CLIFFORD RAYMOND – The Men on the Dead Man’s Chest. Bobbs-Merrill, hardcover, 1930.

   Most mystery fans surely know what a tontine is by now, but if not, what it is is a special kind of annuity that provides for a certain regular amount to be shared among several beneficiaries over a period of time, but with the principal held in trust for the final survivor.

   The implications are obvious, are they not? In fact, revenge can be made to reach from beyond the grave, as six former friends of an unsavory gentleman named Turner quickly discover.

   According to Who Done It?, this was the last 1nystery novel that Clifford Raymond wrote. While he did write three earlier during the period 1917-21, the influence of the new Black Mask style on his later work is obvious. The Chicago police lieutenant named Stanton who investigates the curious string of deaths caused by Turner’s will is cool and crisp, and incisively sardonic without ever actually being hard-boiled. This is the Chicago of prohibition and Al Capone, and the reader is never allowed to forget it.

   Numerous footnotes give an unusual air of documentary authenticity to the whole affair, but I have to confess that I didn’t understand the last one at all. The last page of a book is an awfully strange place to completely unexplain what until then had seemed a fairly straightforward tale of over-stimulated greed.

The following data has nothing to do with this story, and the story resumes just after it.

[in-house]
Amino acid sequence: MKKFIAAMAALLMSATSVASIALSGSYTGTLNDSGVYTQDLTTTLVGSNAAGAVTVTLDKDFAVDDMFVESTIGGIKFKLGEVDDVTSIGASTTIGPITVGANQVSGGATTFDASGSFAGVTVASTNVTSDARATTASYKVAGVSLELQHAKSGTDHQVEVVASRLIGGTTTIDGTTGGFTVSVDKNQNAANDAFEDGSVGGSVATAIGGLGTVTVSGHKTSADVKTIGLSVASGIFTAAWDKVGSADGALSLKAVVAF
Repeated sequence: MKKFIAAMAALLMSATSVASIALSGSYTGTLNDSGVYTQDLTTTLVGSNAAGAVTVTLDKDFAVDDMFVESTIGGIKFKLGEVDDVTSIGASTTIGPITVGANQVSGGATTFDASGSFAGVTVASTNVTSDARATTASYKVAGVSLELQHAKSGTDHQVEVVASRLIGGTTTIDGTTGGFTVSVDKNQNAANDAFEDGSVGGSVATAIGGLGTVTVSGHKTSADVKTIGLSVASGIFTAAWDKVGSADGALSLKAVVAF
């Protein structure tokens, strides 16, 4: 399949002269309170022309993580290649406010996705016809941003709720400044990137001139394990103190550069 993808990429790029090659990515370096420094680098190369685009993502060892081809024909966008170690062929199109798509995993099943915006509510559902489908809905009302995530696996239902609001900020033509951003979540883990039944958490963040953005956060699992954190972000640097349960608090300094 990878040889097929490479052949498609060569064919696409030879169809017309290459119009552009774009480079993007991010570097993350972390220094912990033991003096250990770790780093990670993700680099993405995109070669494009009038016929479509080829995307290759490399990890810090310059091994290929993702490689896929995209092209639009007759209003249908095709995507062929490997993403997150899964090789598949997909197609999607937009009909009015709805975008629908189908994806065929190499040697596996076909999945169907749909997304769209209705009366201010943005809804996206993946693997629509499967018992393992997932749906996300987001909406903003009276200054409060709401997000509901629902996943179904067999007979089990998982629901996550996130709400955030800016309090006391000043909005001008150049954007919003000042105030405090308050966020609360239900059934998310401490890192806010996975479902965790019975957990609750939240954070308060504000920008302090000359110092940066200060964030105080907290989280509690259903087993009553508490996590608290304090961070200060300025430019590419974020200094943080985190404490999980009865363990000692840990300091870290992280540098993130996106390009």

Nevertheless, the. combination of tough gangster fiction with a hint of underlying amusement makes the author’s final bow decidedly above average. The episode of the Vermont lawyer in itself makes this book worth hunting down. Why Raymond never wrote another mystery someone else will have to say.

Rating: B

– Slightly revised from The MYSTERY FANcier, September/October 1978.

UPDATE: The last line may not be entirely true. One additional title is now listed in Hubin with a dash, suggesting that it is marginally criminous, that being Our Very Best People (Bobbs-Merrill, 1931).